OnAir: Three Scientists Define One Elusive Phrase: “Oxidative Stress”
It has been long known that air pollution causes harmful health effects in people. But scientists have only recently begun to uncover some of the mechanisms behind this causal relationship, a necessary step in understanding how to best regulate air pollution and protect human health.
One key mechanism that EPA-funded research helped identify is oxidative stress. Though it is the subject of scores of scientific papers, finding a single, comprehensible definition of the term is a surprisingly arduous task.
During an October visit to the Southern California Particle Center, I asked three scientists to define oxidative stress in the context of air pollution. Here’s what they had to say:
Arthur Cho, PhD, Organic Chemist
“As the name implies, it stresses the cell and promotes the cell to secrete chemicals that stimulate an immune response, such as symptoms of asthma. The idea is that you’re exposed to air pollutants, the pollutants enter your lungs, components of the pollutants react with components in your lungs and these potentially harmful chemical reactions are initiated.”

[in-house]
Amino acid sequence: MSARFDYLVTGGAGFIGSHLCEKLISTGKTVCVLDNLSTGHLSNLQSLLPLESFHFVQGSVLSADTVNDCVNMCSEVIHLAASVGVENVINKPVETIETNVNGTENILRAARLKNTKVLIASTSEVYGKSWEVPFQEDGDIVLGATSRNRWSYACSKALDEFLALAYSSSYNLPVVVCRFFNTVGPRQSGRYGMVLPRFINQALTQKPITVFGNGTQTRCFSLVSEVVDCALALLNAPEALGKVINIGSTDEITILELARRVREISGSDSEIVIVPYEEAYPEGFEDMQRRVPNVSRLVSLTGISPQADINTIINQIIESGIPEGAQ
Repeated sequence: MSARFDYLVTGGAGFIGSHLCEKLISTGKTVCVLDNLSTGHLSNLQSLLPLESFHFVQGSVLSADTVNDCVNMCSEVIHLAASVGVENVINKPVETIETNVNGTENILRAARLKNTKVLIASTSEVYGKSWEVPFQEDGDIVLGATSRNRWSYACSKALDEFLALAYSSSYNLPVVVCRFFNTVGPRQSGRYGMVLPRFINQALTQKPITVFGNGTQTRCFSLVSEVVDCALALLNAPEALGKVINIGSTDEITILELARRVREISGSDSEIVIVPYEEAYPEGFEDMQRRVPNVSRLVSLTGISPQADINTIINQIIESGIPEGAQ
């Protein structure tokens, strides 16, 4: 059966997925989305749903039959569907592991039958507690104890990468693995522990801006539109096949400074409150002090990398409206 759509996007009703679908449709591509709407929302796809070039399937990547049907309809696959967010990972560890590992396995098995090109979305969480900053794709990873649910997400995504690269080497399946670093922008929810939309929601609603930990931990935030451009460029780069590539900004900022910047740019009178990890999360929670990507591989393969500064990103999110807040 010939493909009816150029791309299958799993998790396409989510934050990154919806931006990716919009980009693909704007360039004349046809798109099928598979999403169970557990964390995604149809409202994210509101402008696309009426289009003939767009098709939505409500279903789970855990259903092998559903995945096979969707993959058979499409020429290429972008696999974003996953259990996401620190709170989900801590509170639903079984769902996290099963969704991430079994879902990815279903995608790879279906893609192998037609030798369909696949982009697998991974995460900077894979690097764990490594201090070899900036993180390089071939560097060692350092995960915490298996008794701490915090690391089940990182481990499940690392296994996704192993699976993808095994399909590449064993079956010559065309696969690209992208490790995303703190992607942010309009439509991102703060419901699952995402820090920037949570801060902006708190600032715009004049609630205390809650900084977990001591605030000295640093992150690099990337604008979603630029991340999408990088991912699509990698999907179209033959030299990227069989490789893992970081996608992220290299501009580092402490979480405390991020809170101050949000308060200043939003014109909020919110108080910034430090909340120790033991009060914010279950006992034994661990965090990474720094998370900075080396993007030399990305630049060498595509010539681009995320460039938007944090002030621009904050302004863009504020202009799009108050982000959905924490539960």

Ralph Delfino, MD, PhD, Epidemiologist:
“It can be thought of as a biochemical imbalance in which large molecules are oxidized to the point where they become either toxic or, in the case of important biochemicals, dysfunctional. It induces a cascade of events that leads to inflammation and, at its worst, cell death. Inflammation, as seen in immune responses to bacteria or virus, can be a good thing. But there are types of inflammation, like arthritis for example, that are not good. Oxidative stress can lead to inflammation in lungs that worsens asthma, or inflammation in blood vessels that leads to atherosclerosis.”
Andre Nel, MD, PhD, Immunologist:
“The easiest way to describe oxidative stress is to give an analogy: If you bite an apple and you hold it up in the air it will go brown after a few minutes, same with a banana. What you observe there is decay in the fruits’ tissues because oxygen radicals in the air are attacking their cell membranes. The same principle applies in humans, where oxidative stress is damage to organs and cells by oxygen radicals we are exposed to.”
Next I’ll share some surprising research I encountered at the Southern California Particle Center and report from the second leg of my tour- Harvard.
Editor’s Note: Look for more of Becky’s “On Air” posts this Science Wednesday about other EPA-funded scientists she has recently met on her travels.
About the Author: Becky Fried is a student contractor with EPA’s National Center for Environmental Research, part of the Office of Research and Development.
Editor's Note: The opinions expressed here are those of the author. They do not reflect EPA policy, endorsement, or action, and EPA does not verify the accuracy or science of the contents of the blog.
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